To view pictures set to sounds of The Two Bills, click here
Feb. 19, 2013
By Jason Misner
COMMUNICATIONS OFFICER, HDSB STAFF
With tears in her eyes, Vi Connolly watched a dozen Grade 10 drama students from T.A. Blakelock High School perform a moving play partly documenting her and her husband Bill’s experience of enlisting in World War II.
Drama students performed Jan. 23 The Two Bills, a docudrama they wrote and directed about the lives of Bill Connolly and Bill Stewart, who were Canadian soldiers serving aboard the HMCS Athabaskan during the Battle of the Atlantic. The production depicted how the two Bills were captured as POWs after their ship was struck and sank during battle. Despite their hardships, both men promised to return home to their sweethearts. Naval dignitaries also attended to show support.
With Connolly in the audience, the students said they were nervous but proud to be able to tell her story and help others learn more about the emotional toll of war. Connolly said the students had nothing to worry about as they did a wonderful job, noting her late husband would have been so proud.
“I had a good cry in my seat,” she said, adding she approved of the play’s plot immediately when she was approached about it awhile back. “It was very real. These kids did the greatest job without knowing Bill. I enjoyed the students more than anything. Bill would have enjoyed this thoroughly and he would’ve wanted to meet every one of these children.”
Students spent only a few weeks researching the lives of the two Bills, learning historical accounts of battle and connecting with former U.K. history teacher and current Blakelock educational assistant Tom Dykes, who spoke to the families.
Dramatic arts teacher Sarah Robert was impressed by what her students had accomplished in a short period of time.
“Every technical and artistic element was created and produced by these students,” she said. “They tackled many aspects of the story – a funeral for the men lost at sea, wartime cinemas/dance halls right before men had left, the vital role the postal service played in communications, conditions on the boat, manipulation in a POW camp, women in the workforce, statistical information about the cost of WWII, and lastly the emotions of a young couple being reunited.”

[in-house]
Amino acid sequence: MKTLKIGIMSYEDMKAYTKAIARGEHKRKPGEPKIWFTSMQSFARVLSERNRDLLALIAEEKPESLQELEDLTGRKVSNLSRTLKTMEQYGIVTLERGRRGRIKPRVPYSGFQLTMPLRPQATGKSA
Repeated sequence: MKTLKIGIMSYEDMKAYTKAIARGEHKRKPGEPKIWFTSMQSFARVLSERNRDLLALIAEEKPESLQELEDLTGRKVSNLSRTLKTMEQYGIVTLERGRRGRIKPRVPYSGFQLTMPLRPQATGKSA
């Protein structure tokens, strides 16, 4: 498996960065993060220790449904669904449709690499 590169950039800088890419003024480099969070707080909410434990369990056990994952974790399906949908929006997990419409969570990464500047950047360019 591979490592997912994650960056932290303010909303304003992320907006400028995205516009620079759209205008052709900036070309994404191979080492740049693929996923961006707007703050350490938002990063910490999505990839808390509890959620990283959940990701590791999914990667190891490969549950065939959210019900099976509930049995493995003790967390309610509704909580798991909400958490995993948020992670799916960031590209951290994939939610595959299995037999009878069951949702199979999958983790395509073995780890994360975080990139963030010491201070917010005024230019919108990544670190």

Grade 10 dramatic arts students are to create a docudrama as their final performance task, Robert explained. It must be 30 minutes long, it needs to be based on historical fact, have a choreographed dance and must use five or six different dramatic techniques like mime.
“They put in so much extra time to rehearse – even working together on weekends at each others houses – in the short amount of time they were given to produce what I believe was amazing.”
Student Michelle Fernandes, who played Vi, said the play was a “great experience” and strengthened her acting skills.
“I think it went really well,” she said. “It was really emotional to know this actually happened to somebody. I tried my best to bring my emotions out. I think we represented it in a good way.”
Student Will Hutchison, 15, who played Bill Connolly, said the play was thrilling to perform.
“This is a real-life story and you feel more pressure to capture the character,” he explained. “It was really amazing to get the information and to be able to portray it in art form. It was a feeling like I’ve never really had before. I feel honoured to be able to do this.”
The mere thought of fighting in war is unthinkable, Hutchison says.
“This is what people, only a couple of years older than me, had to deal with in the Second World War. I’m lucky to live in this time and not have to deal with those pressures.”
In addition to becoming a moving story for family members to watch, former teacher Dykes will send a video copy of The Two Bills play to the Juno Beach Museum exhibit and will also include it in a Battle of the Atlantic presentation he will deliver in London, England this spring.